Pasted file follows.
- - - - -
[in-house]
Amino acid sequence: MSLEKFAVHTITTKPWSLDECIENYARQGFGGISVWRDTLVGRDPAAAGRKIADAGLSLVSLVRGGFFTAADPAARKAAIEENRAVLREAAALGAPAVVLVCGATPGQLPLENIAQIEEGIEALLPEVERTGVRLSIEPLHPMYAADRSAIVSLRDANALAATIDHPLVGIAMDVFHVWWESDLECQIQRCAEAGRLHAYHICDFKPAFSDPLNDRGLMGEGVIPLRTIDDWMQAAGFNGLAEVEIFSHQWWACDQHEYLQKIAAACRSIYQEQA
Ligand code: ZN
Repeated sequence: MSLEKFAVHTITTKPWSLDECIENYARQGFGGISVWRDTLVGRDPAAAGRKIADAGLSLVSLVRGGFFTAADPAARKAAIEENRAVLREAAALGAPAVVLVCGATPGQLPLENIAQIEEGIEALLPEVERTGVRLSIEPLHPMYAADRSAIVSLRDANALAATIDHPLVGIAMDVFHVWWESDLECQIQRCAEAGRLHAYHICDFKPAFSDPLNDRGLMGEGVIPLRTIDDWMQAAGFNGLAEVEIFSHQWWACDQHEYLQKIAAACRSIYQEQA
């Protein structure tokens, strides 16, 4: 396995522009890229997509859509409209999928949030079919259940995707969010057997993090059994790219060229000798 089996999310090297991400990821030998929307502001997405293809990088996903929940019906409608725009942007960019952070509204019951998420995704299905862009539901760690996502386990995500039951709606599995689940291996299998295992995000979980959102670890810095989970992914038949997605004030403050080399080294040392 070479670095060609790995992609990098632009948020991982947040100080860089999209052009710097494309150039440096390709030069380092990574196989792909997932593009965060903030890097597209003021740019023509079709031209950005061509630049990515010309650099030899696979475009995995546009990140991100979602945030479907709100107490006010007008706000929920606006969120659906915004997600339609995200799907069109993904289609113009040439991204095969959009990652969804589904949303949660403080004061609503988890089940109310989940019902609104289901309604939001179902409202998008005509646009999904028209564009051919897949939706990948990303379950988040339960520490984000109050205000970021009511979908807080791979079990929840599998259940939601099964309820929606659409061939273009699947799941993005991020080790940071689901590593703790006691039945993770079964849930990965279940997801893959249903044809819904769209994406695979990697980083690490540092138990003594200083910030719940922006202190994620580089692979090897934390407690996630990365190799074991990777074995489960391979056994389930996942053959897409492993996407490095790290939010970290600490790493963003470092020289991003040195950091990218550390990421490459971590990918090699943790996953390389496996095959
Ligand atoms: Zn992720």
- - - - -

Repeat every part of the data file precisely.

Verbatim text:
[in-house]
Amino acid sequence: MSLEKFAVHTITTKPWSLDECIENYARQGFGGISVWRDTLVGRDPAAAGRKIADAGLSLVSLVRGGFFTAADPAARKAAIEENRAVLREAAALGAPAVVLVCGATPGQLPLENIAQIEEGIEALLPEVERTGVRLSIEPLHPMYAADRSAIVSLRDANALAATIDHPLVGIAMDVFHVWWESDLECQIQRCAEAGRLHAYHICDFKPAFSDPLNDRGLMGEGVIPLRTIDDWMQAAGFNGLAEVEIFSHQWWACDQHEYLQKIAAACRSIYQEQA
Ligand code: ZN
Repeated sequence: MSLEKFAVHTITTKPWSLDECIENYARQGFGGISVWRDTLVGRDPAAAGRKIADAGLSLVSLVRGGFFTAADPAARKAAIEENRAVLREAAALGAPAVVLVCGATPGQLPLENIAQIEEGIEALLPEVERTGVRLSIEPLHPMYAADRSAIVSLRDANALAATIDHPLVGIAMDVFHVWWESDLECQIQRCAEAGRLHAYHICDFKPAFSDPLNDRGLMGEGVIPLRTIDDWMQAAGFNGLAEVEIFSHQWWACDQHEYLQKIAAACRSIYQEQA
């Protein structure tokens, strides 16, 4: 396995522009890229997509859509409209999928949030079919259940995707969010057997993090059994790219060229000798 089996999310090297991400990821030998929307502001997405293809990088996903929940019906409608725009942007960019952070509204019951998420995704299905862009539901760690996502386990995500039951709606599995689940291996299998295992995000979980959102670890810095989970992914038949997605004030403050080399080294040392 070479670095060609790995992609990098632009948020991982947040100080860089999209052009710097494309150039440096390709030069380092990574196989792909997932593009965060903030890097597209003021740019023509079709031209950005061509630049990515010309650099030899696979475009995995546009990140991100979602945030479907709100107490006010007008706000929920606006969120659906915004997600339609995200799907069109993904289609113009040439991204095969959009990652969804589904949303949660403080004061609503988890089940109310989940019902609104289901309604939001179902409202998008005509646009999904028209564009051919897949939706990948990303379950988040339960520490984000109050205000970021009511979908807080791979079990929840599998259940939601099964309820929606659409061939273009699947799941993005991020080790940071689901590593703790006691039945993770079964849930990965279940997801893959249903044809819904769209994406695979990697980083690490540092138990003594200083910030719940922006202190994620580089692979090897934390407690996630990365190799074991990777074995489960391979056994389930996942053959897409492993996407490095790290939010970290600490790493963003470092020289991003040195950091990218550390990421490459971590990918090699943790996953390389496996095959
Ligand atoms: Zn992720």